Central Bank estimates 2012 deficit at 2.7% of GDP

Central Bank forecasts economic growth of 1.4% in 2013, growing to 1.8% in 2014

Malta's Central Bank has estimated the 2012 government deficit at 2.7% of GDP, in its annual report published a day after finance minister Edward Scicluna presented an updated statement of public finances for Budget 2012.

Scicluna yesterday said the 2012 budget was at 3.2%, risking Malta's entry into the excessive deficit procedure of the European Commission. But the Nationalist Opposition accused the minister of leaving out €66 million in levies owed by the national energy corporation Enemalta to the state, which have widened the shortfall between revenue and expenditure.

In its annual report, the Central Bank said the 2.7% deficit was expected to narrow slightly to 2.6% in 2013 and 2014. The improvement will be driven by controlled government spending, especially in salaries and retirement pensions

Debt on the other hand will increase, albeit at a slower pace to 72.9% in 2013 from 72.1% in 2012, partly as a result of increased borrowing associated with EU commitments to extend financial support to euro area countries experiencing financing problems.

"The projections have been prepared against a backdrop of high uncertainty in the international economic and financial environment, particularly where the euro area is concerned," the CBM said.

"The fragile situation in the euro area and the possibility that demand in Malta's main trading partners turns out to be weaker than expected remains a negative risk, which would weigh on external demand. On the other hand, export growth may accelerate if the ongoing expansion of the business and financial service sectors is maintained and extended into new export markets."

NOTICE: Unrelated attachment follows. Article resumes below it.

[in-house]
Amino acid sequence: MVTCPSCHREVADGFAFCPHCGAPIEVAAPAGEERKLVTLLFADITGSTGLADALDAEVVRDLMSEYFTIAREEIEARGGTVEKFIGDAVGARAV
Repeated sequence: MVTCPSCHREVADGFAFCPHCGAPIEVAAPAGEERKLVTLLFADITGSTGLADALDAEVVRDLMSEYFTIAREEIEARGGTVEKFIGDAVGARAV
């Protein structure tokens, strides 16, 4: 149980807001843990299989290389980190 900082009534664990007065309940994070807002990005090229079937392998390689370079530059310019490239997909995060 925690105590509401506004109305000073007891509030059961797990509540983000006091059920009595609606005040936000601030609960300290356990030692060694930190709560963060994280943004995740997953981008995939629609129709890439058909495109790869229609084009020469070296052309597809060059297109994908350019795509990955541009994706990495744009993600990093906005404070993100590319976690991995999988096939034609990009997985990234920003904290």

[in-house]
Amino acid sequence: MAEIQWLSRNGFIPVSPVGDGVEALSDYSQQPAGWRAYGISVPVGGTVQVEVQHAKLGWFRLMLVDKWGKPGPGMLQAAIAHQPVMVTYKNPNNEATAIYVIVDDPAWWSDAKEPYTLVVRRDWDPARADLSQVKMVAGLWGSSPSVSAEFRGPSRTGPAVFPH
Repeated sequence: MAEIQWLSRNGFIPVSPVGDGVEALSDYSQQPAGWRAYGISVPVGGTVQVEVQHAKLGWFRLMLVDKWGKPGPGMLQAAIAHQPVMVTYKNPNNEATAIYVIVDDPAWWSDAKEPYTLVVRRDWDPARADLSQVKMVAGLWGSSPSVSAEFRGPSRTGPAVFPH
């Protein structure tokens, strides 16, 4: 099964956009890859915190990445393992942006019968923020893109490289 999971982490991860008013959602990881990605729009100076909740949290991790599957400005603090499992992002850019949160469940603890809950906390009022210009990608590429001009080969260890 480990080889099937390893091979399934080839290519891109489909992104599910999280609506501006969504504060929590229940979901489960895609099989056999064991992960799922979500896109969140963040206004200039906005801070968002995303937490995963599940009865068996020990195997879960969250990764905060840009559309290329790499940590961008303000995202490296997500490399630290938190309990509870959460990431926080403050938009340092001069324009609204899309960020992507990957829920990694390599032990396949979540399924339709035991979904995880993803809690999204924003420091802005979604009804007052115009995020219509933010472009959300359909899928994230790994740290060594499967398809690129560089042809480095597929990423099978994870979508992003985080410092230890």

Economic growth

Compared with the bank's previous projection exercise, which was concluded in November 2012, the latest exercise foresees a stronger acceleration in 2013.

Real GDP growth is expected to accelerate from 0.8% in 2012 to 1.4% in 2013, to 1.8% in 2014. The bank expects growth to be driven by private consumption, as well as government investment that will boost activity in 2013. Net exports are foreseen to expand over the projection horizon, although at a more moderate pace compared with 2012.

After having dropped by 0.6% in 2012, private consumption is set to increase by 1.0% in 2013 and by 1.8% in 2014. Specifically, the cuts in income tax for higher earners are believed will increase private consumption.

Government investment is set to contract slightly in 2014, owing to the envisaged completion of the Valletta City Gate project in 2013, and to lower expenditure in the energy sector. Moreover, real government investment rose strongly in 2012, when a critical mass of infrastructure projects was under way, but is foreseen to grow more moderately in 2013 and again in 2014.

Wages and job growth

Following relatively strong growth in ULCs observed in 2012, which arose as both employment and average employee compensation outpaced real GDP growth,

Firms are expected to take a more cautious attitude towards recruitment in 2013 and 2014 due to an increase in unit labour costs arising from wages rising above real GDP growth.

Overall employment growth is expected to moderate in 2013, before edging up marginally in 2014. In turn, the unemployment rate is expected to increase slightly, from 6.5% in 2012 to 6.6% in 2013 and 2014.

Productivity is set to pick up slightly in 2013, and to increase further in 2014. This reflects stronger growth in activity than in employment. After the relatively rapid rise in 2012, nominal compensation per employee is set to moderate in 2013, but should recover in 2014 in response to the improvement in productivity foreseen over the projection horizon.

ULC growth is expected to ease in 2013, mainly owing to the projected easing in wage growth that year. However, it is set to accelerate again in 2014, as the recovery in productivity is expected to be weaker than the rise in compensation per employee.